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Introducing Micronaut Serialization: build-time optimizations for JSON

This is a guest blog post by Graeme Rocher.

The Micronaut® framework is a modern full-stack framework backed by the Micronaut Foundation¹. Today we’re proud to announce a new major contribution by Oracle Labs that further optimizes the construction of Cloud Native applications with GraalVM — Micronaut Serialization. Micronaut Serialization can serialize and deserialize Java types (including Java 17 records) to and from JSON and other formats without using reflection.

Background & Rationale

Since its first release, the Micronaut framework has used Jackson Databind as the default JSON library and it remains the default today. Jackson is a widely adopted and immensely flexible library that has all the bells and whistles necessary to support serializing and deserializing Java types of all shapes and sizes. Jackson however does have several downsides:

· Jackson is fundamentally based on the use of runtime reflection and runtime analysis of annotations. This leads to a large amount of runtime infrastructure that has an impact on startup time and memory consumption.

· With Jackson any type is serializable which results in a larger attack surface area for potential vulnerabilities.

· Jackson’s annotation-based programming model is checked at runtime instead of build time meaning developer errors are caught late.

· Extra Native Image configuration is frequently required for applications that make extensive use of Jackson.

With the release of Micronaut Serialization users now have the choice of an alternative implementation that is largely compatible with existing Jackson annotations but contains many benefits including:

· Micronaut Serialization uses build-time computed bean introspection which completely eliminates the need for reflection. This means there is no extra configuration needed for GraalVM Native Image.

· Annotation use is type checked so a compilation-time error occurs if you, for example, specify an invalid date format in @JsonFormat. This provides a massive productivity boost.

· In terms of security, only types that are explicitly declared as being serializable or deserializable are permitted (although you can import types that you cannot annotate yourself or write custom serializers and deserializers). This greatly increases the security of your application.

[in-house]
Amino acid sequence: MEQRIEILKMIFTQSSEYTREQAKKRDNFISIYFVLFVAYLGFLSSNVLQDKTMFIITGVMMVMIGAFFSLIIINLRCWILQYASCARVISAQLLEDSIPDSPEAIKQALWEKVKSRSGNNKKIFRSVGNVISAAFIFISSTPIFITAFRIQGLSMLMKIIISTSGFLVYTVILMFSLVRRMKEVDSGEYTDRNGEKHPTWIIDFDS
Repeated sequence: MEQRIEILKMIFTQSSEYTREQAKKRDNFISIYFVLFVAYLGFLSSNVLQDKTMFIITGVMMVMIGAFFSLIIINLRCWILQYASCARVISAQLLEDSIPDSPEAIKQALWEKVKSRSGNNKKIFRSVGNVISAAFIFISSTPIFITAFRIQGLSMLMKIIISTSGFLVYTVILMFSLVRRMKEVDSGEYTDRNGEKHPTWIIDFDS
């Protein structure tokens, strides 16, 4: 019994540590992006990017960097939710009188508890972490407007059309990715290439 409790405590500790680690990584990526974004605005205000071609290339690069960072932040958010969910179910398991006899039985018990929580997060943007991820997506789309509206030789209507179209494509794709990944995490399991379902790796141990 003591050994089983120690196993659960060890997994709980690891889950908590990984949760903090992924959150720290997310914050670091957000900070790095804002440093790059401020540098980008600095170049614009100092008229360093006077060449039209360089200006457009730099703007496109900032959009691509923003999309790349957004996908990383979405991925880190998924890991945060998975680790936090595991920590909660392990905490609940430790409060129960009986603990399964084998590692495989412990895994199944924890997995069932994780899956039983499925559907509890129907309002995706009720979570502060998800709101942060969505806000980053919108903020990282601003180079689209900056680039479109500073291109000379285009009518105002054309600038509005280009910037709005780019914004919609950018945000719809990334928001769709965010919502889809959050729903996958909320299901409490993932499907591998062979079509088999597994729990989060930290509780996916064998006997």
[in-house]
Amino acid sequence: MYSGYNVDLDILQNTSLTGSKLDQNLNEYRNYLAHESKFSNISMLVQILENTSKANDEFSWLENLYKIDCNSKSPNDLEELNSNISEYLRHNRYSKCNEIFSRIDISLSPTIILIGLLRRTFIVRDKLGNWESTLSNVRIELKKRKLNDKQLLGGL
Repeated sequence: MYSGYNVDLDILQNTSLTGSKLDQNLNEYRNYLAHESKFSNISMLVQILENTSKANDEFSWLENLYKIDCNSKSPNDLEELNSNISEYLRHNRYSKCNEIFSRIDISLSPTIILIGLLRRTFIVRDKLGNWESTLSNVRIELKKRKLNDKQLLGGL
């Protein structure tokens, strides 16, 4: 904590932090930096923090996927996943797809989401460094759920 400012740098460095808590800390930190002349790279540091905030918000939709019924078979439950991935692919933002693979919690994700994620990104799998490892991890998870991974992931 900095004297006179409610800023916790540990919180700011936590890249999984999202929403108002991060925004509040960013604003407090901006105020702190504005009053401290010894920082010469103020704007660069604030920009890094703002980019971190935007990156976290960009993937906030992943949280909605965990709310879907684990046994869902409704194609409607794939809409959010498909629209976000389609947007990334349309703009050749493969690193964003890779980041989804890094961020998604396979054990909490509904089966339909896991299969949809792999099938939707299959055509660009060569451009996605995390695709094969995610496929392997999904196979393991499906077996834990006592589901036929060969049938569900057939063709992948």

· A reduction in runtime code needed for GraalVM Native Image to analyze. Jackson Databind is a 2.1MB JAR file whereas Micronaut Serialization is a mere 400KB because most of the logic exists only at build-time. This also results in a reduction of the native executable size by 3MB.

* The chart above (tested with GraalVM 22.0.0) shows a comparison of the build time for Native Image in seconds, the size of the built image in megabytes and the amount of memory occupied in megabytes after the first request to the application.

How it works

Micronaut Serialization interprets source-level annotations (Jackson annotations, JSON-B annotations, or BSON annotations) using Java annotation processing and constructs serializers and/or deserializers at build time that use Bean Introspections eliminating the need for reflection or extensive runtime analysis of annotations.

NOTE: a subset of the available Jackson annotations are supported, however the most common ones are and if you use an annotation that is not supported a compilation error will occur that describes the unsupported annotation.

You can then choose the parser/generator runtime you wish to run Micronaut Serialization on top of, with support included for Jackson Core, JSON-P and BSON in the initial release.

Getting Started

The documentation includes great quick start instructions on how to get started using your favorite annotation-based programming model with an existing Micronaut application.

In general, using Micronaut Serialization is as simple as adding an additional annotation processor dependency and a dependency on the runtime implementation you desire. For example, in a Gradle build to use Jackson core (in other words, only the parser and generator without databind):

build.gradle configuration example

Then you can just annotate POJOs or Java 17 records with Jackson annotations:

A Java 17 record with Jackson annotations

If you are using the Micronaut framework, Micronaut Serialization will be automatically integrated to handle serialization and deserialization of JSON across the framework from REST responses to messages sent via Kafka. If you want to serialize or deserialize objects programmatically then an equivalent to Jackson’s ObjectMapper interface is also available that you can inject as a dependency.

Up Next: Micronaut Data for Document Databases

We are also hard at work on Micronaut Data MongoDB (which we also plan to integrate with Oracle Autonomous Database’s MongoDB API) and decided to build this implementation of Micronaut Data on-top of Micronaut Serialization. This means that there is no need for multiple JSON parsers/generators (for example, Jackson for the web tier and BSON for the database tier) when building MongoDB applications because Micronaut Serialization integrates with BSON and allows it to be used end-to-end.

We are super excited about how Micronaut Serialization can be used across the ecosystem to build applications that are Native Image ready and follow the philosophy of more intelligent compilers and smaller, lighter runtimes that is the foundation of the Micronaut framework’s design.

¹ Micronaut® is a registered trademark of Object Computing, Inc.




GraalVM team blog -

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Graeme Rocher

Graeme Rocher

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